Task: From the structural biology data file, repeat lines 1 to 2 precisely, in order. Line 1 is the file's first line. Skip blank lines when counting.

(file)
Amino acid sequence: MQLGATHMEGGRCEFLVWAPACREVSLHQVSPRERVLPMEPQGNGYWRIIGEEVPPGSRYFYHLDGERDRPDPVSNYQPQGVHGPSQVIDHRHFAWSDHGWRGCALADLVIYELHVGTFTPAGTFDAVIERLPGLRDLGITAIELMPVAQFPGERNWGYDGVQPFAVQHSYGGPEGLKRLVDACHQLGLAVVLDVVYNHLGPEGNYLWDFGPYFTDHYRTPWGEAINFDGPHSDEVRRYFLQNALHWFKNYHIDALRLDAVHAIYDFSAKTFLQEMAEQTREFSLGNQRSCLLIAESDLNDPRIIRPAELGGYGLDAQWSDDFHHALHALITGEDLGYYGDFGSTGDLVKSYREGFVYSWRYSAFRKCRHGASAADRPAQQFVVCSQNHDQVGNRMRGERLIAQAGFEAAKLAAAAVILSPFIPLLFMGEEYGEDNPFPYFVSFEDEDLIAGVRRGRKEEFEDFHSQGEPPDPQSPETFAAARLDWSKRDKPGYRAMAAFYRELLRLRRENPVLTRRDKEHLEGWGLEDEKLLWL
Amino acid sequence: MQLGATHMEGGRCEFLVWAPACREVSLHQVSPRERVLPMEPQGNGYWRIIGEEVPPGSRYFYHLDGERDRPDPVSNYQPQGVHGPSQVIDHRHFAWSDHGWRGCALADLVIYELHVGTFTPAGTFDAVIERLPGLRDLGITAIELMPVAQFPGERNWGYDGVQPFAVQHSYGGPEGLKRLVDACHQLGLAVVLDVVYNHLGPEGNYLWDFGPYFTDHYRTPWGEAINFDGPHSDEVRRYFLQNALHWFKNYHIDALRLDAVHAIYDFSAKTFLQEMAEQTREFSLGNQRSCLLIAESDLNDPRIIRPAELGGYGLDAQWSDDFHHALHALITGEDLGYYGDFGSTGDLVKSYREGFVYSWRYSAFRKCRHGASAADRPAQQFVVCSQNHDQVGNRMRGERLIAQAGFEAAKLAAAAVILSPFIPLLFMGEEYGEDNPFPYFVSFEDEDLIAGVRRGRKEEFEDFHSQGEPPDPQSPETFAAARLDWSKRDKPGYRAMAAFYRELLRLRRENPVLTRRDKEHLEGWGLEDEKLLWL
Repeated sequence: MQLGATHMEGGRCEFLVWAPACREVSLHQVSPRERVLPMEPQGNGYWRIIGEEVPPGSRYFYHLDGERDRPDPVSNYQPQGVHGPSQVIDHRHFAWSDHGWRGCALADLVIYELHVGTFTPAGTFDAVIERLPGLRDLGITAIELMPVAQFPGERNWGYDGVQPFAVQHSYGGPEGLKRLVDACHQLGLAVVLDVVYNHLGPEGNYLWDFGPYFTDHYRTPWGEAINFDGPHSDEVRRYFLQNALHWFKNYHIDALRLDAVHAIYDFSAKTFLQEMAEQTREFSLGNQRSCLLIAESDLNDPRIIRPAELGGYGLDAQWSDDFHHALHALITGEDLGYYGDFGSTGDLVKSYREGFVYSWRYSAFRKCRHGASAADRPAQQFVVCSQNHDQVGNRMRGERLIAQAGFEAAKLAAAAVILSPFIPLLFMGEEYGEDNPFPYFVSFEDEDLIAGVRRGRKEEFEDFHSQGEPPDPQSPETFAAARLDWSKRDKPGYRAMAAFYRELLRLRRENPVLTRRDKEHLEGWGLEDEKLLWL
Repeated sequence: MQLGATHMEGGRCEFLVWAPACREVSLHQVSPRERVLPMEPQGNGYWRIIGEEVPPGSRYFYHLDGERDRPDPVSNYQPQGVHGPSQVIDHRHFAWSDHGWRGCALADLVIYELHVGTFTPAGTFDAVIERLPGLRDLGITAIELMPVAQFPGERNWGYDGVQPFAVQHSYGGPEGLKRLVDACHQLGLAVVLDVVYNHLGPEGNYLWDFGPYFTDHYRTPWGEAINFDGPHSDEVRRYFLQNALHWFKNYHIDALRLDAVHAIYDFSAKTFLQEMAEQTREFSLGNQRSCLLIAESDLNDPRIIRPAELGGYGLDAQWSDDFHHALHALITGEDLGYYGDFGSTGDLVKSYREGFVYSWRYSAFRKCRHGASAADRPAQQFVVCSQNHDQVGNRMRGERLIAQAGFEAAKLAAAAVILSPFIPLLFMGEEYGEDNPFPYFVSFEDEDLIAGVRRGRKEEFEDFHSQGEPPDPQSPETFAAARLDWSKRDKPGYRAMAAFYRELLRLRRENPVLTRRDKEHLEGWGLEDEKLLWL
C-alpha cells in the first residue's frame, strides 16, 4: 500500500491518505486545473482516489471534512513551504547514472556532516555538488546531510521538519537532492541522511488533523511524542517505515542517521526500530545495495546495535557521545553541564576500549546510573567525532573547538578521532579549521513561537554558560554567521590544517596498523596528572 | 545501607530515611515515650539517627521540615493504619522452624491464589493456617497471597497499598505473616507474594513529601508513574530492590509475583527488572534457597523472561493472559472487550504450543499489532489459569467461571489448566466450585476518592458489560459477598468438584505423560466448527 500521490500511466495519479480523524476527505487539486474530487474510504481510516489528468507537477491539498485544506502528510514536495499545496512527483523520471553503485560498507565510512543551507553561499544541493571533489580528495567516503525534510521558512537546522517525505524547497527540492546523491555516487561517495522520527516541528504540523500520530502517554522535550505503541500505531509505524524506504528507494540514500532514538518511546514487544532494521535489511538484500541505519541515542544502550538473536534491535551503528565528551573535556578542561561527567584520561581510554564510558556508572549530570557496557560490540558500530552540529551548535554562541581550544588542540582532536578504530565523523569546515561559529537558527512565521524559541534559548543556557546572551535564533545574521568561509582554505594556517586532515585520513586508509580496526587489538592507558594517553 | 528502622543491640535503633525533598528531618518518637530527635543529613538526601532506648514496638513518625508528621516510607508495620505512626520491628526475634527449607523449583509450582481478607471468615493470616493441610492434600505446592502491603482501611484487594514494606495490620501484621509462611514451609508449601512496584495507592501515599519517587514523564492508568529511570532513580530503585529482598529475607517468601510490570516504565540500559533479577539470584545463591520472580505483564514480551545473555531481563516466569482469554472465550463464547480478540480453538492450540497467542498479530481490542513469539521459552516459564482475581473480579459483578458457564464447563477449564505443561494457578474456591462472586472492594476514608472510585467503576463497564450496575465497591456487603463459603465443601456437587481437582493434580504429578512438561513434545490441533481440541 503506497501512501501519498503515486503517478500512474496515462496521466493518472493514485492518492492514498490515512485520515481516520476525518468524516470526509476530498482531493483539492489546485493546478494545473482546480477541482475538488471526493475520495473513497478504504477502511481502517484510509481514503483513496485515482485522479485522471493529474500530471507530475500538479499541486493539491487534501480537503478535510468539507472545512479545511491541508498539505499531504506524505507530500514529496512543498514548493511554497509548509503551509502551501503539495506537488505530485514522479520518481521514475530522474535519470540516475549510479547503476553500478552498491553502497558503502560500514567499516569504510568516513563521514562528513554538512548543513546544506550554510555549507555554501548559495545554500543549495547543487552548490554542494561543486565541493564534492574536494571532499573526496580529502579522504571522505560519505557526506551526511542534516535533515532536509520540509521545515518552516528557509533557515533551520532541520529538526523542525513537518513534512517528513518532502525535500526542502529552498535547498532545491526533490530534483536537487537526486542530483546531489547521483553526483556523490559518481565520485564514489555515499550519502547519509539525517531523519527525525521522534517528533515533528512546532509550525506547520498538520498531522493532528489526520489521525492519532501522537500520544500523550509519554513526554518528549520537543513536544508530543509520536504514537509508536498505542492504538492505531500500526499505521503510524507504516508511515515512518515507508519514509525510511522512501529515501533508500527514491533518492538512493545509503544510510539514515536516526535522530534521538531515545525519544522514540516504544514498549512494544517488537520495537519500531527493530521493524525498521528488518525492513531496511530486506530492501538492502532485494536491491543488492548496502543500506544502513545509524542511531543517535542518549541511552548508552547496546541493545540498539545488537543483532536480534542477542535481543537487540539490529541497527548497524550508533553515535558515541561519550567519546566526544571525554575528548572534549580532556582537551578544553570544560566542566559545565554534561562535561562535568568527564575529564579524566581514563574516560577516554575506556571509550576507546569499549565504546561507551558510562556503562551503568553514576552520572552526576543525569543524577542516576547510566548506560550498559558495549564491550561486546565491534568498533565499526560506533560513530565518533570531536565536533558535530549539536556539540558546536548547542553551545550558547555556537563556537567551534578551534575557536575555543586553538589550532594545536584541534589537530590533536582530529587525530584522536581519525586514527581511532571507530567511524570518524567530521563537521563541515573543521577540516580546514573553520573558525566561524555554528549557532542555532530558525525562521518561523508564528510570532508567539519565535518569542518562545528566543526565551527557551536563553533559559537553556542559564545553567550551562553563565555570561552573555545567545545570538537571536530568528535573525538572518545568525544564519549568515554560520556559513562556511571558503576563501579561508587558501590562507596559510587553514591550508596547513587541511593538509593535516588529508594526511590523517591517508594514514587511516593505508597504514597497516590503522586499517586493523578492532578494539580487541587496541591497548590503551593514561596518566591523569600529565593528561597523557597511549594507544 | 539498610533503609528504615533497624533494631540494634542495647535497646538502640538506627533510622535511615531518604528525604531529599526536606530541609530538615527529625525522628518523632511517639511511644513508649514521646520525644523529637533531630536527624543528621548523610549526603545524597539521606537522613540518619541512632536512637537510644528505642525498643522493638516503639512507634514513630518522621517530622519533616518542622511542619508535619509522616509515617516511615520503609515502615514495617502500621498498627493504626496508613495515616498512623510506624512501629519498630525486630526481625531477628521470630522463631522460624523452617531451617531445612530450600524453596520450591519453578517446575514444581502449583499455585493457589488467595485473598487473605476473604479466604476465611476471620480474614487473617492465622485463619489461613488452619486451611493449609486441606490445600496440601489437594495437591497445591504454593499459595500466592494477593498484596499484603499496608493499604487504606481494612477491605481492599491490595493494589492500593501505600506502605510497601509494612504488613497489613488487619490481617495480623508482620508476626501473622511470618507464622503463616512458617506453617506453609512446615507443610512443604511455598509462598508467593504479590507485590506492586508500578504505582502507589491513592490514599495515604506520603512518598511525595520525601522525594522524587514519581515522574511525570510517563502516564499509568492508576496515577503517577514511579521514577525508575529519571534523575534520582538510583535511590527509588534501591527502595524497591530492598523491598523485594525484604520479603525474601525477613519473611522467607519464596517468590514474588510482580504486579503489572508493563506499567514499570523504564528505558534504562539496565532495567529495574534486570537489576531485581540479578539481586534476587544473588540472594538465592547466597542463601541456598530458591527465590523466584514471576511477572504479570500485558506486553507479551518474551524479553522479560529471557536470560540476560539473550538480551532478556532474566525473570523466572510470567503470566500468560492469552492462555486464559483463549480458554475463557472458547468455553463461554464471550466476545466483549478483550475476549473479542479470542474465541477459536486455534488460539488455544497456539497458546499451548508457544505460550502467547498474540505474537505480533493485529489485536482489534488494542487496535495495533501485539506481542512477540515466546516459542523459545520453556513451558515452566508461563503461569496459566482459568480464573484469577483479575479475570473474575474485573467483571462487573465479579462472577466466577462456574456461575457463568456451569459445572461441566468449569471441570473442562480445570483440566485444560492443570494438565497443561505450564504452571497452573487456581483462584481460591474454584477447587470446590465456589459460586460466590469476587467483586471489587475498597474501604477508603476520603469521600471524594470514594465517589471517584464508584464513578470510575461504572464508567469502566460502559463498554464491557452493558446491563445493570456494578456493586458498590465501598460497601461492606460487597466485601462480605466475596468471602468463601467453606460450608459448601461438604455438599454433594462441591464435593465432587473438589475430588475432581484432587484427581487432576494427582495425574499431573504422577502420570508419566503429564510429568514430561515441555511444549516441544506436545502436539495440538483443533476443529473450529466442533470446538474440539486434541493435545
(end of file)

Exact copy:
Amino acid sequence: MQLGATHMEGGRCEFLVWAPACREVSLHQVSPRERVLPMEPQGNGYWRIIGEEVPPGSRYFYHLDGERDRPDPVSNYQPQGVHGPSQVIDHRHFAWSDHGWRGCALADLVIYELHVGTFTPAGTFDAVIERLPGLRDLGITAIELMPVAQFPGERNWGYDGVQPFAVQHSYGGPEGLKRLVDACHQLGLAVVLDVVYNHLGPEGNYLWDFGPYFTDHYRTPWGEAINFDGPHSDEVRRYFLQNALHWFKNYHIDALRLDAVHAIYDFSAKTFLQEMAEQTREFSLGNQRSCLLIAESDLNDPRIIRPAELGGYGLDAQWSDDFHHALHALITGEDLGYYGDFGSTGDLVKSYREGFVYSWRYSAFRKCRHGASAADRPAQQFVVCSQNHDQVGNRMRGERLIAQAGFEAAKLAAAAVILSPFIPLLFMGEEYGEDNPFPYFVSFEDEDLIAGVRRGRKEEFEDFHSQGEPPDPQSPETFAAARLDWSKRDKPGYRAMAAFYRELLRLRRENPVLTRRDKEHLEGWGLEDEKLLWL
Amino acid sequence: MQLGATHMEGGRCEFLVWAPACREVSLHQVSPRERVLPMEPQGNGYWRIIGEEVPPGSRYFYHLDGERDRPDPVSNYQPQGVHGPSQVIDHRHFAWSDHGWRGCALADLVIYELHVGTFTPAGTFDAVIERLPGLRDLGITAIELMPVAQFPGERNWGYDGVQPFAVQHSYGGPEGLKRLVDACHQLGLAVVLDVVYNHLGPEGNYLWDFGPYFTDHYRTPWGEAINFDGPHSDEVRRYFLQNALHWFKNYHIDALRLDAVHAIYDFSAKTFLQEMAEQTREFSLGNQRSCLLIAESDLNDPRIIRPAELGGYGLDAQWSDDFHHALHALITGEDLGYYGDFGSTGDLVKSYREGFVYSWRYSAFRKCRHGASAADRPAQQFVVCSQNHDQVGNRMRGERLIAQAGFEAAKLAAAAVILSPFIPLLFMGEEYGEDNPFPYFVSFEDEDLIAGVRRGRKEEFEDFHSQGEPPDPQSPETFAAARLDWSKRDKPGYRAMAAFYRELLRLRRENPVLTRRDKEHLEGWGLEDEKLLWL